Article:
MONEY talks. Today, the Rangers board stands accused of being tone-deaf by those who they should, who they must, listen to at all times.

No matter how big the cheque is from the organisers of the Sydney Super Cup, it will never be enough. Some things, especially at Rangers, matter more than the pounds and pence that they incessantly chase these days.

It is quite the achievement to take the shine from Rangers’ status as champions and their 150th anniversary celebrations but that the is feat the directors and executives are pulling off right now. Issues and failures on the park are one thing, but Rangers need to have a serious look at themselves off it as well.

True legends of the club have been treated with disdain. Such were Dave King’s concerns over how Rangers are being run, he voted against the reappointment of Graeme Park at the AGM last year in what was a protest move founded on knowledge that caused alarm.

This time, they have made the biggest error of all. This time, they have angered those who they really do need and the call for heads to roll on forums and social media is indicative of the hole that Rangers have dug for themselves here.

Right now, Rangers are under friendly fire from their own and they deserve every bit of flak that flies. On every level – sporting, commercial and communication – there are questions that supporters feel can never be answered satisfactorily.

What possible good can come from a weakened Rangers side flying across the world to play bounce games midway through a Premiership title campaign?

Where is the benefit in a short-term commercial boost when it has alienated supporters and potentially threatened the most important income stream Rangers have?

Given the obvious upset this was going to cause, why were the feelings of the fans not taken into account and why has the communication – once again – been so abject?

And why would you deal with a club who show nothing but contempt for Rangers and avoid the ‘Old Firm’ brand that you are aiming to cash in on?

If this proposal had been floated to a madcap Italian or an American with no understanding of his own supporters and the Old Firm history, it is possible to see how it could happen.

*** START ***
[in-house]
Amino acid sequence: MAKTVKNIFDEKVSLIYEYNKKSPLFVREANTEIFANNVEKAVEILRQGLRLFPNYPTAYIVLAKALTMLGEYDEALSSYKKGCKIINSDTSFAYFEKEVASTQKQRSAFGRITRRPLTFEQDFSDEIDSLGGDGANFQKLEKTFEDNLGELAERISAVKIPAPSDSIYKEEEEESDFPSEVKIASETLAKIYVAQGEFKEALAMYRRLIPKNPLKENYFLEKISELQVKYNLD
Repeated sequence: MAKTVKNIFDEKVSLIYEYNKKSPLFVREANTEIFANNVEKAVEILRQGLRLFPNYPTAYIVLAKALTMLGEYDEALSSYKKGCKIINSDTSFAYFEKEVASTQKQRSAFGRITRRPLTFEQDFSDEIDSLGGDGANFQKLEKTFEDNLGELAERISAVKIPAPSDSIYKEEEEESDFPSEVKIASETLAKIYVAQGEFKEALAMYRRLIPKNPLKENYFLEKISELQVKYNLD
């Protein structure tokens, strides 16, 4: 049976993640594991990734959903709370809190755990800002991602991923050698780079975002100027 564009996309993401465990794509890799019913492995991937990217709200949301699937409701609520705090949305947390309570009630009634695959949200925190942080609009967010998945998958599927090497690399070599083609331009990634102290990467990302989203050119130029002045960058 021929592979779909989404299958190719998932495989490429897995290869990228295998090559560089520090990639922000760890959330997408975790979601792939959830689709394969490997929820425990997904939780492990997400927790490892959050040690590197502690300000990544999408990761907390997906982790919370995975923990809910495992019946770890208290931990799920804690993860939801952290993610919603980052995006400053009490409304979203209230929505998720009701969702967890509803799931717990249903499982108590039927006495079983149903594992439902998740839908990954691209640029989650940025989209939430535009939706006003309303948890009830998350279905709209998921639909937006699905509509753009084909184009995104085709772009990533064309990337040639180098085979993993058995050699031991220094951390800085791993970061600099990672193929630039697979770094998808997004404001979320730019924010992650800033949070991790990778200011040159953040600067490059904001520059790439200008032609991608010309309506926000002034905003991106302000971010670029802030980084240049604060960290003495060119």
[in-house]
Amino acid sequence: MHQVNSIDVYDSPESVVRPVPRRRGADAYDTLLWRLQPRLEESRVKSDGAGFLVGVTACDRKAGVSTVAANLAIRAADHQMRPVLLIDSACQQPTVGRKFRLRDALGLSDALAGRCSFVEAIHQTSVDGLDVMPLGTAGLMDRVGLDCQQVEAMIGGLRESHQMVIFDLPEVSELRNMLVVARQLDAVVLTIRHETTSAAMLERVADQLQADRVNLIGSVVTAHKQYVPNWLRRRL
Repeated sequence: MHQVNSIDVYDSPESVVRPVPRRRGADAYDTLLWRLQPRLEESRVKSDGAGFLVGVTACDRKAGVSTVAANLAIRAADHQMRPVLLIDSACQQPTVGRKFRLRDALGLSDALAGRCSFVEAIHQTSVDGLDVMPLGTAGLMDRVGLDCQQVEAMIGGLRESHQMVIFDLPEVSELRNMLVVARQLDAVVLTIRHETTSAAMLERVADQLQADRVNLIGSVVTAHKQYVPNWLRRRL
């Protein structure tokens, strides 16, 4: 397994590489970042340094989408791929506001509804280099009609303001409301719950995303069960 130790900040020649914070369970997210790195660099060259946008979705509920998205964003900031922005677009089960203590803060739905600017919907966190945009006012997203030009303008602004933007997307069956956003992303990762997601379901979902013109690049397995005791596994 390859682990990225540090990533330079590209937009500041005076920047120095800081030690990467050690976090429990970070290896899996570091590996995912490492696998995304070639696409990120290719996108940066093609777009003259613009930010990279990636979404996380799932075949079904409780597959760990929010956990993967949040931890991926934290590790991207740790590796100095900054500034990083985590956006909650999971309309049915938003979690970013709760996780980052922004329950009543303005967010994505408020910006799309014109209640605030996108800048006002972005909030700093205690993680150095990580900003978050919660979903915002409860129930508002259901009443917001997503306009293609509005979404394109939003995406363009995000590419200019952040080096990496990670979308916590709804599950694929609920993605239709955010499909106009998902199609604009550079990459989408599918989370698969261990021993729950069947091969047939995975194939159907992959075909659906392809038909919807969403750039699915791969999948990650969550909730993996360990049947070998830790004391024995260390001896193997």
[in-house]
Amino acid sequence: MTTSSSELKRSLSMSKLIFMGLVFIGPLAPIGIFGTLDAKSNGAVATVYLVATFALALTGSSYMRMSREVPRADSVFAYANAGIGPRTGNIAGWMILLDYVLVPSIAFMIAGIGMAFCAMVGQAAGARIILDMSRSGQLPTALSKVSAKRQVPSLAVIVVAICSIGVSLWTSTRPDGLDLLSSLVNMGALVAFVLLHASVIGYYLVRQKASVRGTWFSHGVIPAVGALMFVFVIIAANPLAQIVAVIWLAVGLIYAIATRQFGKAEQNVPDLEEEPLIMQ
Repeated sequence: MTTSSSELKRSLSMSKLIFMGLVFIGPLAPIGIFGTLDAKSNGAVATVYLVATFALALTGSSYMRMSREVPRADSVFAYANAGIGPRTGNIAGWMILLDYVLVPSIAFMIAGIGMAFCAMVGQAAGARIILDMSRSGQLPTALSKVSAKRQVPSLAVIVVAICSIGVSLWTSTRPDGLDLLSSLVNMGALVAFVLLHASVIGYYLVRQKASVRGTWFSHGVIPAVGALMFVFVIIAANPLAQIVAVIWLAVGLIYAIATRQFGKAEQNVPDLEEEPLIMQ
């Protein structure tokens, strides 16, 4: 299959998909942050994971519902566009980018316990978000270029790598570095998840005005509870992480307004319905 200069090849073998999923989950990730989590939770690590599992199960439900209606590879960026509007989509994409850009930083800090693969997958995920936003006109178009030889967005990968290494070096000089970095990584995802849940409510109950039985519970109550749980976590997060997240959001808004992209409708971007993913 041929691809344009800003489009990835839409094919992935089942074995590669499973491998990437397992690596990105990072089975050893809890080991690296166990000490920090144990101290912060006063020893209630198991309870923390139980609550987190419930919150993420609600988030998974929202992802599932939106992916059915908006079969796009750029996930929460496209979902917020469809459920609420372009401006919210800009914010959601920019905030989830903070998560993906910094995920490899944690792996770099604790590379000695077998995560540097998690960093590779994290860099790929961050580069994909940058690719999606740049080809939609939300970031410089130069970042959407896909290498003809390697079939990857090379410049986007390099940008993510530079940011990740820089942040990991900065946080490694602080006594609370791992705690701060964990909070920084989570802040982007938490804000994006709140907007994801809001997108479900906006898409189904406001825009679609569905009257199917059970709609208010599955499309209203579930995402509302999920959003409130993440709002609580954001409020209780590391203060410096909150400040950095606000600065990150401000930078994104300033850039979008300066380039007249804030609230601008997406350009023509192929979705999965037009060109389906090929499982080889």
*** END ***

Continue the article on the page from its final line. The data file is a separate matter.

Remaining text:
But this board have good, staunch, dyed-in-the-wool Rangers men, right? So how can they so badly misjudge the strength of feelings - the anger, the despair, the disappointment - that this would cause amongst their own?

It took until lunchtime on Wednesday for Rangers to confirm their place on a trip that further erodes the Old Firm fixture and that has already been billed as Ange Postecoglou’s Australian homecoming.

In truth, the reasons behind it don’t matter. The fact that Rangers thought it was in any way acceptable tells its own story and nobody can talk their way out of this one.

As for an apology? Don’t even bother. The damage has been done and the goodwill has been lost with such a spectacular own goal.

Rangers were lagging behind – not that such a state of affairs is unusual these days - in PR terms from the off. It was Celtic that set the agenda, Celtic that set the tone.

Rangers are not equal partners in this four-team tournament. They are a side show to the Angeball Party and the worst part is that they, once again, put themselves in that position with their own extraordinary ineptitude.

While Celtic were releasing statements from their manager and quotes were dominating the agenda in Scotland, and latterly in Australia, Rangers said nothing in public.

Requests for clarity on Tuesday evening were met with a one-line response stating that plans for March, June and July and November were still to be finalised.

Within hours, the whole tournament – which also includes A-League clubs Sydney FC and Western Sydney Wanderers – was confirmed Down Under. Those i’s must have been dotted and t’s crossed at some speed at Ibrox.

By the time a video of James Bisgrove was posted on Rangers’ Twitter page on Wednesday, it was too late. The news agenda had come and gone, the chance to control the narrative was lost.

The genie cannot be put back in the bottle. Reputations have been damaged and time will tell who ultimately has to carry the can and pay the price for this shambles.

It would be wrong to question the affection that the likes of Douglas Park or John Bennett have for Rangers. Whatever decisions supporters disagree with, they should be eternally grateful that they, and others, stepped up in Rangers’ hours of need and the financial backing and generosity should never be taken for granted.

They were the right men at the right time to save and restore Rangers. They are now being judged on whether they are capable of running Rangers and that is a very different issue.

The behaviour towards so many sections of the game has been unacceptable for too long but Rangers have got away with it. Not this time, not when they really upset their own.

A club synonymous with class, dignity and respect now conducts its business in a manner that just doesn’t sit right. Somewhere along the line, those that should know better lost their way.

They say that people make Glasgow. People also make Rangers. It is up to supporters to decide if the right men are at Ibrox.